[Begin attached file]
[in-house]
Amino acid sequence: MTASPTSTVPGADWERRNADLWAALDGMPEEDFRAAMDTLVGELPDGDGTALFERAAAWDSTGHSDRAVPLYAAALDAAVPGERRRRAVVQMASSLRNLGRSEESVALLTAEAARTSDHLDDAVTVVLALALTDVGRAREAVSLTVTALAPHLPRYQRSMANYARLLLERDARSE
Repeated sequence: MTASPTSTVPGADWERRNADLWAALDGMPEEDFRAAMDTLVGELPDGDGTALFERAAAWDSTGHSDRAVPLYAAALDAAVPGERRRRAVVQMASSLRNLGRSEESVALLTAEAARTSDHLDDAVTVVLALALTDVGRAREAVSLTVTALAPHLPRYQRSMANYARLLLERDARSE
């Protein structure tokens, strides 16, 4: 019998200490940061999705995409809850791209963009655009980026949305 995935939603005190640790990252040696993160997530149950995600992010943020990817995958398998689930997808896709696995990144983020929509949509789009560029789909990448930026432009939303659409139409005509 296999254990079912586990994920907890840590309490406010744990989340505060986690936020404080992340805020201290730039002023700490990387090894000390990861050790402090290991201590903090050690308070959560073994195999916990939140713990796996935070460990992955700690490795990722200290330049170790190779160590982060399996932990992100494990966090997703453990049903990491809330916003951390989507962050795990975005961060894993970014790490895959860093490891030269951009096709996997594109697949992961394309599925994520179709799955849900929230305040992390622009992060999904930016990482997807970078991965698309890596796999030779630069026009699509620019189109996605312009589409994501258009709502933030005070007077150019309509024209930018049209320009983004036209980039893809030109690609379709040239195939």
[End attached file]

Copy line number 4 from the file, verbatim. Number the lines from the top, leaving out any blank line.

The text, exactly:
């Protein structure tokens, strides 16, 4: 019998200490940061999705995409809850791209963009655009980026949305 995935939603005190640790990252040696993160997530149950995600992010943020990817995958398998689930997808896709696995990144983020929509949509789009560029789909990448930026432009939303659409139409005509 296999254990079912586990994920907890840590309490406010744990989340505060986690936020404080992340805020201290730039002023700490990387090894000390990861050790402090290991201590903090050690308070959560073994195999916990939140713990796996935070460990992955700690490795990722200290330049170790190779160590982060399996932990992100494990966090997703453990049903990491809330916003951390989507962050795990975005961060894993970014790490895959860093490891030269951009096709996997594109697949992961394309599925994520179709799955849900929230305040992390622009992060999904930016990482997807970078991965698309890596796999030779630069026009699509620019189109996605312009589409994501258009709502933030005070007077150019309509024209930018049209320009983004036209980039893809030109690609379709040239195939």